JF Ptak Science Books Quick Post
This postcard was provided to British servicemen during WWI for a brief, highly abbreviated, communication with folks at home. The writer could choose between being well, or being in the hospital (via illness or being wounded), or being sent "down to the base". There's a following bit about whether the soldier had received mail and what kind, and then a memory note, telling the receiver that they had "received no letter" from them "lately" or for a heartbreaking "long time".
There's room for a signature--the only writing not a circle--and then room for nothing else. (Another version of this postcard below has been utilized with the "writer" placing a line through the text that was not applicable. In this case the postcard was identified as being for use by British POWs.)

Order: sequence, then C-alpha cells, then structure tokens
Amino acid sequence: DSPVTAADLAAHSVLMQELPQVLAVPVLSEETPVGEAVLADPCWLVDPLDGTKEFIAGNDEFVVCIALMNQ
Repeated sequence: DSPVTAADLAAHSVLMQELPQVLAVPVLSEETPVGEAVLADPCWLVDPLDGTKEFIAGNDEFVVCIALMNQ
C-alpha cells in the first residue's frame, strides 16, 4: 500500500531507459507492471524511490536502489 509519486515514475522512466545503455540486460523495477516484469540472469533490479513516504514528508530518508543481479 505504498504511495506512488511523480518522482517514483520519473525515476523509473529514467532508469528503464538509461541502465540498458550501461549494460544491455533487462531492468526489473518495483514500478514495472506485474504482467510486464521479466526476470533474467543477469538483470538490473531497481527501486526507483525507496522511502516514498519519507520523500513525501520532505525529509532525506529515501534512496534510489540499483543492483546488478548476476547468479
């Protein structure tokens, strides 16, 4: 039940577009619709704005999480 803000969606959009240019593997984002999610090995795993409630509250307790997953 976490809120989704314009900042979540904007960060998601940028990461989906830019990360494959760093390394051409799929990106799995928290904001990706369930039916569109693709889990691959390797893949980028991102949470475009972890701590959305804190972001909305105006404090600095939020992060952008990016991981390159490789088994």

As the card states very explicitly, any other writing would lead to the card being destroyed.
It wasn't much, but for the recipient, it might have been enough. Pity those who received this card with only "for a long time" circled.
- "The reverse of a field service postcard showing entries, such as 'I am quite well', to be deleted by the sender as appropriate." MH 34058" Source: Imperial War Museum http://www.iwm.org.uk/history/podcasts/voices-of-the-first-world-war/podcast-21-news-from-the-front
See also this post with another example of a WWI "form letter" : "An Extraordinary POW Postcard 1918" [http://longstreet.typepad.com/thesciencebookstore/2014/09/an-extraordinary-censorable-pow-postcard-1918.html]